Cook the onions in a pan with a little regular (not Extra Virgin) oil over a low-medium heat for 8 minutes until softened. Add the garlic & cook for a further 2 minutes. Add the remaining sauce ingredients & cook over a medium heat for 15-20 minutes. Stir the sauce occasionally to stop it burning. Remove from the heat & decant into a bowl until ready to use.
I also use this time to prepare my toppings & lay them out ready to use.
Back to the dough…
Once the dough has risen it should have doubled in size. Punch the dough in the bowl to release the air and turn it out onto a floured surface. Cut the dough in half for 2 large pizzas or into 4 for 4 small pizzas.
Heat the oven to 220C. Grease and flour a baking sheet or roasting tin.
Plonk the dough onto the baking sheet. Use floured hands to stretch the dough out into whatever shape you can. Drizzle a little Extra Virgin Oil over the pizza and smear it all over with your fingers. You may now find it a little easier to stretch the dough out with tearing it.
It took me a couple of go’s to get used to handling pizza dough. I found it quite springy & easy to tear. Just persevere & don’t get too hung up on it looking perfect. If there are holes, pull the dough over them and no one will notice. We’re aiming for rustic here.
Bake the pizza base on the middle shelf of the oven for 10-15 minutes until it is slightly golden in colour. Remove from the oven and bake the second pizza. Alternatively see above for instructions on how to BBQ
Spread the tomato sauce over the uncooked side of the base, making sure you spread the sauce right to the edges. Top with a few handfuls of grated cheese, a few dashes of hot sauce and a sprinkling of dried oregano and smoked sea salt. Now you can go to town with toppings. I used 50g crumbled goats cheese, sliced Italian cured meats & shredded rocket for mine.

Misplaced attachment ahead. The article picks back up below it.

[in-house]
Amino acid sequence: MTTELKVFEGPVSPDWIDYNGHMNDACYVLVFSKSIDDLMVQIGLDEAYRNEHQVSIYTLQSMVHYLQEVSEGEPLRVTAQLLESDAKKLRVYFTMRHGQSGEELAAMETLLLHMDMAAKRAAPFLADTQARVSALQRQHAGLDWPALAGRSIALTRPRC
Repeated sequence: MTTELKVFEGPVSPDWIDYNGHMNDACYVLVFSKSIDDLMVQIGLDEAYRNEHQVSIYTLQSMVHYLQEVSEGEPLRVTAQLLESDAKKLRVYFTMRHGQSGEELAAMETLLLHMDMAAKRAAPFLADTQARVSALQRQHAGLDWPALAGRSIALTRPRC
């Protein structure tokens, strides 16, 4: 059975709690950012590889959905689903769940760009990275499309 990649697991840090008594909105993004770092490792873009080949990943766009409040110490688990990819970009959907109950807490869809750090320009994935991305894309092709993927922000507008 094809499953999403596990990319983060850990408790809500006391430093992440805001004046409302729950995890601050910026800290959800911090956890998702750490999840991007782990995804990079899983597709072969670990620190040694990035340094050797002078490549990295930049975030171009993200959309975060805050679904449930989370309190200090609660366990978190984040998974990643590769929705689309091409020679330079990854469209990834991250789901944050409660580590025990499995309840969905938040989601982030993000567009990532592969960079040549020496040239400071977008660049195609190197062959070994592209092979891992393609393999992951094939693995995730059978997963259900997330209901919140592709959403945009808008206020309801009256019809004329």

Top with a little more ground pepper and a light drizzling of Extra Virgin Oil.
Bake in the oven for 5-10 minutes until the cheese has melted. Serve while hot.
You don’t really need me to suggest all the various types of pizzas you can make. We all know pretty much anything goes on a pizza. If you’re having people over, and the control freak inside YOU can handle it, why not lay out all the pizza bases & ingredients and get your guests to create their own pizzas? You could have:
- A large bowl of tomato pizza sauce
- Mozzarella, Cheddar Cheese, Goats Cheese, Feta Cheese
- Sliced Mushrooms, Peppers, Onions
- Sweetcorn (blurgh!)
- Goats Cheese
- Tabasco, Hot Sauce or Flaked Chillies
- Italian Cured Hams, Cooked Prawns, Sliced Cooked Sausage or Bacon
All you need to do is man the BBQ & hand out the beers.
Happy Summer everyone!